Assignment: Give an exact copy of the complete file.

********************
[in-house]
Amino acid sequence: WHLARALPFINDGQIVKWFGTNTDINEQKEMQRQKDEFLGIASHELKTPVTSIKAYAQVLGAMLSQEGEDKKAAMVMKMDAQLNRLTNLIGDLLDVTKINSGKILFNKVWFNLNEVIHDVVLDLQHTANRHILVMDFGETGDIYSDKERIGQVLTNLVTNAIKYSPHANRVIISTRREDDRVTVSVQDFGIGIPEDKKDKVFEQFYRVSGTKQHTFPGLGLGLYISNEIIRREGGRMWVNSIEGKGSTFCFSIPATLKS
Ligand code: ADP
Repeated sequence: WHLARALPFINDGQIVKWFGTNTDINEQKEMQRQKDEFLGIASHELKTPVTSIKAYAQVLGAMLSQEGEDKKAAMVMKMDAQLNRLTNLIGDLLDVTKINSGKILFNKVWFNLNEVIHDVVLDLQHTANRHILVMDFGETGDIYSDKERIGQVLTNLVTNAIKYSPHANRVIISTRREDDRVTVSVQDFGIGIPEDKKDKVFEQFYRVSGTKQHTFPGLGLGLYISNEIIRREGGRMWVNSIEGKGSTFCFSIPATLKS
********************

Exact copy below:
[in-house]
Amino acid sequence: WHLARALPFINDGQIVKWFGTNTDINEQKEMQRQKDEFLGIASHELKTPVTSIKAYAQVLGAMLSQEGEDKKAAMVMKMDAQLNRLTNLIGDLLDVTKINSGKILFNKVWFNLNEVIHDVVLDLQHTANRHILVMDFGETGDIYSDKERIGQVLTNLVTNAIKYSPHANRVIISTRREDDRVTVSVQDFGIGIPEDKKDKVFEQFYRVSGTKQHTFPGLGLGLYISNEIIRREGGRMWVNSIEGKGSTFCFSIPATLKS
Ligand code: ADP
Repeated sequence: WHLARALPFINDGQIVKWFGTNTDINEQKEMQRQKDEFLGIASHELKTPVTSIKAYAQVLGAMLSQEGEDKKAAMVMKMDAQLNRLTNLIGDLLDVTKINSGKILFNKVWFNLNEVIHDVVLDLQHTANRHILVMDFGETGDIYSDKERIGQVLTNLVTNAIKYSPHANRVIISTRREDDRVTVSVQDFGIGIPEDKKDKVFEQFYRVSGTKQHTFPGLGLGLYISNEIIRREGGRMWVNSIEGKGSTFCFSIPATLKS